Thursday, June 27, 2013

Review: Jenny Wren

This is a book about trying to live within the strictures of Victorian sociability when one does not fit neatly into any of the categories. Jenny Rendall's father married down, his wife Louisa was never quite able to adapt to middle class rules of behavior. Sidney Rendall was able to educate his daughters in social graces, and Jenny, in particular, takes to the demands and graces of middle-class life. Sidney's death creates a crisis for the family. To earn money Louisa and her daughters attempt to start a boarding house. The work and the clientele are shocks to Jenny's delicate sensibilities. She finds herself regularly embarrassed by Louisa, but disquieted by her embarrassment. When Jenny meets the heir to the local manor her shame leads her to adopt a fake persona, becoming the upscale Jenny Wren.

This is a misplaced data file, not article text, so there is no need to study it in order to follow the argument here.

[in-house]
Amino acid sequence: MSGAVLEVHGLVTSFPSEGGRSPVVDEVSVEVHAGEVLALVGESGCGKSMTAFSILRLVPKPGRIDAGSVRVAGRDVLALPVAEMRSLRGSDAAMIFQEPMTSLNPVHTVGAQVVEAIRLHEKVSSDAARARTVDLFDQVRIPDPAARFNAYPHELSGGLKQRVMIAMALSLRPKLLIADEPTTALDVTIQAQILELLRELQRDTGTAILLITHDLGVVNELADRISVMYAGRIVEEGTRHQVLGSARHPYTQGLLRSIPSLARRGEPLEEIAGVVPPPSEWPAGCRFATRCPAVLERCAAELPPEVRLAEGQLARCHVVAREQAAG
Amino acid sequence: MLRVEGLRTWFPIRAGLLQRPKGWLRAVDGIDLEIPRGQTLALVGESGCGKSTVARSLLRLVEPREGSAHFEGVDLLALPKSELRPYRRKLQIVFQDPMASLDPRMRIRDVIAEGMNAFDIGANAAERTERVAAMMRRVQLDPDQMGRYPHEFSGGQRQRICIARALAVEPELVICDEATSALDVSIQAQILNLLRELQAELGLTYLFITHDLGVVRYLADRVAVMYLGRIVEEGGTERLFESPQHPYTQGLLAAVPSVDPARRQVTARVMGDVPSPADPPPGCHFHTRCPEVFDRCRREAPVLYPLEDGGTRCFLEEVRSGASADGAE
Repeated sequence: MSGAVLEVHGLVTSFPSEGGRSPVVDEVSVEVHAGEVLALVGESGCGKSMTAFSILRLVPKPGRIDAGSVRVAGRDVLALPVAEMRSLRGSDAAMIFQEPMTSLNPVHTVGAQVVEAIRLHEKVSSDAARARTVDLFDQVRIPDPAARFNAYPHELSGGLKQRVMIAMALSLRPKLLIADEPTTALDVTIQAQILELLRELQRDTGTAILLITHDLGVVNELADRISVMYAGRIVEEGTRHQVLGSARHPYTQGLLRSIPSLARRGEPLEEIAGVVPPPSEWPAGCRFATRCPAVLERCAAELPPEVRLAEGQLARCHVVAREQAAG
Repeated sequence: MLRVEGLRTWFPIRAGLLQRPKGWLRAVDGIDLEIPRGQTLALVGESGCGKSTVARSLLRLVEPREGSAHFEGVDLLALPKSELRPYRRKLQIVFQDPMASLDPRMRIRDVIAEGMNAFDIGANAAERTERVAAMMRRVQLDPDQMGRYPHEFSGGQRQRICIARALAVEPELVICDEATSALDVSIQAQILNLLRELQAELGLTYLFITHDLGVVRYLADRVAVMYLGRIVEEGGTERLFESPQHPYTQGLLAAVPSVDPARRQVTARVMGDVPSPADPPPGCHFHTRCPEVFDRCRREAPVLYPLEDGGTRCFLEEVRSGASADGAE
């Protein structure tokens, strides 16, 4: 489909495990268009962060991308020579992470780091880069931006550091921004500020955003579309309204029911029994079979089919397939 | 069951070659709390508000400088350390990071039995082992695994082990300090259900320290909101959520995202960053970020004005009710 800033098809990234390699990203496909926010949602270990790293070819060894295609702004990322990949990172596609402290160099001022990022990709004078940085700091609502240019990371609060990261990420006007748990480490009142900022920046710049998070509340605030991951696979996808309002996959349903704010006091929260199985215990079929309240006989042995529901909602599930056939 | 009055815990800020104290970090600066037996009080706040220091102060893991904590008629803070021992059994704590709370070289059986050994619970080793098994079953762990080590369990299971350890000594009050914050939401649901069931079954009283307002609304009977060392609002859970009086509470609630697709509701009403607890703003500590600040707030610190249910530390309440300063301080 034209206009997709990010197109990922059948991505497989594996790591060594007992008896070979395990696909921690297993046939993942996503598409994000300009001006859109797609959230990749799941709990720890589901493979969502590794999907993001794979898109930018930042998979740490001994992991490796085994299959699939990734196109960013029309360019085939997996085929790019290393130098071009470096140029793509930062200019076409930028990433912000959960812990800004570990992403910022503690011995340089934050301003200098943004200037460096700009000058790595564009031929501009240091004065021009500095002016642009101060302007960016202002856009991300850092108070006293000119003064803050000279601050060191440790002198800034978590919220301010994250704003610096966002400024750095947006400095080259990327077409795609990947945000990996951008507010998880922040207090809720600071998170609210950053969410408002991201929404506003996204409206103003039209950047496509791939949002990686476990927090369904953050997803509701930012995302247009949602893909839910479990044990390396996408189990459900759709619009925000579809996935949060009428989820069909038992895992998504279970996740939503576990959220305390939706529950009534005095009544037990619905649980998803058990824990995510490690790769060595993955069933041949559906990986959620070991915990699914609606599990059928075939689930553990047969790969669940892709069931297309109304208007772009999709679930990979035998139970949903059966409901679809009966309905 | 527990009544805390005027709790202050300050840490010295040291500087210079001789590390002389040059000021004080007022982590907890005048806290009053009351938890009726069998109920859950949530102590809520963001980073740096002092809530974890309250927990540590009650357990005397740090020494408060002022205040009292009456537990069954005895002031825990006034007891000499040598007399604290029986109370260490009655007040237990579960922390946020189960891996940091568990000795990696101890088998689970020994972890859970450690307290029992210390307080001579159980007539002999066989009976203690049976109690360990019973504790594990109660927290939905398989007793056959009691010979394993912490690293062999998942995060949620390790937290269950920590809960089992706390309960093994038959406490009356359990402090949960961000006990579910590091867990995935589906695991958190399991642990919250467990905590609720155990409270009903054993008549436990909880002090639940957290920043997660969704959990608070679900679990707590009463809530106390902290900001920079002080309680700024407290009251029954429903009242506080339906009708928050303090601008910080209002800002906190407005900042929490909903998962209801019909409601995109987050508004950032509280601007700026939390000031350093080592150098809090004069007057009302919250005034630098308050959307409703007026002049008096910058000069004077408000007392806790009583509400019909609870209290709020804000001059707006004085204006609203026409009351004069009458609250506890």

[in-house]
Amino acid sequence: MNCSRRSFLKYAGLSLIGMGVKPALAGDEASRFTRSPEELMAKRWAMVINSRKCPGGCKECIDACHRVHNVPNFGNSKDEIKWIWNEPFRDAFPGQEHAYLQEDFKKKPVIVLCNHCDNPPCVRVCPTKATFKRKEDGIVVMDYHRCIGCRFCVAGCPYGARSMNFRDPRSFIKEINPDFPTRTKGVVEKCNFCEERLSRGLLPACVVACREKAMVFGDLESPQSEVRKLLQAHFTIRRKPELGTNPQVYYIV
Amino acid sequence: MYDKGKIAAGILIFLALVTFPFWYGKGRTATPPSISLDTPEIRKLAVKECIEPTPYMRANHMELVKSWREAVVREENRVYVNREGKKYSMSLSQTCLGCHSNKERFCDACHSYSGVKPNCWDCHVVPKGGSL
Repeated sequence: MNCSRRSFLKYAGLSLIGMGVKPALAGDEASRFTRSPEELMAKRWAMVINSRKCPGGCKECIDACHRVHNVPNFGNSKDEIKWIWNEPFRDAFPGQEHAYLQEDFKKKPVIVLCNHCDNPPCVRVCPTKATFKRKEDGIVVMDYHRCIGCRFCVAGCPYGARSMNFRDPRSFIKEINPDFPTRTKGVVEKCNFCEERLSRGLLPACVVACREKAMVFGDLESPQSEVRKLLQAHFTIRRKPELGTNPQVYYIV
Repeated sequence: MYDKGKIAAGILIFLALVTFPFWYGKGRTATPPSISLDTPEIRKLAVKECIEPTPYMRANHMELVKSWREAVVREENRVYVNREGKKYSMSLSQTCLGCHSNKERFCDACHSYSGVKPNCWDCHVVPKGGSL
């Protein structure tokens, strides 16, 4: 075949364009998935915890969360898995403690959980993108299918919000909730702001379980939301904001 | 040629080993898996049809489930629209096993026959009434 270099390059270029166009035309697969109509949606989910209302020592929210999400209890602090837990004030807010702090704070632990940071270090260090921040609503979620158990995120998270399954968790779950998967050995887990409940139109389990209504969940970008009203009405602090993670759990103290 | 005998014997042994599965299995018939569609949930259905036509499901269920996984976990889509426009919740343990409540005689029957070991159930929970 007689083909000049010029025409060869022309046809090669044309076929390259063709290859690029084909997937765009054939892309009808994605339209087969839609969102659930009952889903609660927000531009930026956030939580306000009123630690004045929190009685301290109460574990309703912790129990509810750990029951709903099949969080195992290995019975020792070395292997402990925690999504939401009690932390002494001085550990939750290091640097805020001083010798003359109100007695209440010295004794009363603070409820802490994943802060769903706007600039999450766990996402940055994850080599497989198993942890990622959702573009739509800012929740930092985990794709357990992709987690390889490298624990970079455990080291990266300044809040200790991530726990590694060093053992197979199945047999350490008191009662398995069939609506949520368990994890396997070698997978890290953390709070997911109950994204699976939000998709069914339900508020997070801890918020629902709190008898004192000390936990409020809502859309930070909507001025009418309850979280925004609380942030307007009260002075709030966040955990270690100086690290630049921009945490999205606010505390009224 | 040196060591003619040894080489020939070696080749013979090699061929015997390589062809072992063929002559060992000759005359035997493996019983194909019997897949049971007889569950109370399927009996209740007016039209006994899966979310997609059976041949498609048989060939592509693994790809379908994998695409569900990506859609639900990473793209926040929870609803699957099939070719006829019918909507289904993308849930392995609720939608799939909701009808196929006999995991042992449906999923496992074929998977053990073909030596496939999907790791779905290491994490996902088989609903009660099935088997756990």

A novel about class and manners, the book presents Jenny as the parvenu. She is the woman who has been introduced to the sensibilities of the upper classes, but who can't materially sustain them. Jenny has acquired enough of the sensory delicacies of the upper classes to feel acutely upset at her situation, but she lacks the resources of the upper class that would prevent her problems. Louisa retains enough of her lower-class orientation to enjoy more visceral pleasures, but not enough to avoid being horrified by her sister the servant and her suitor/moneylender Mr. Grimshaw. The novel roils in intellectual and emotional discomfort. Everyone is discontented. Weeding through that discomfort takes a great deal out of each of the characters. Though the book is set in the early 20th century, it had a very 19th century feel to me.

E.H. Young, Jenny Wren (orig. 1932) ISBN: 0140161082

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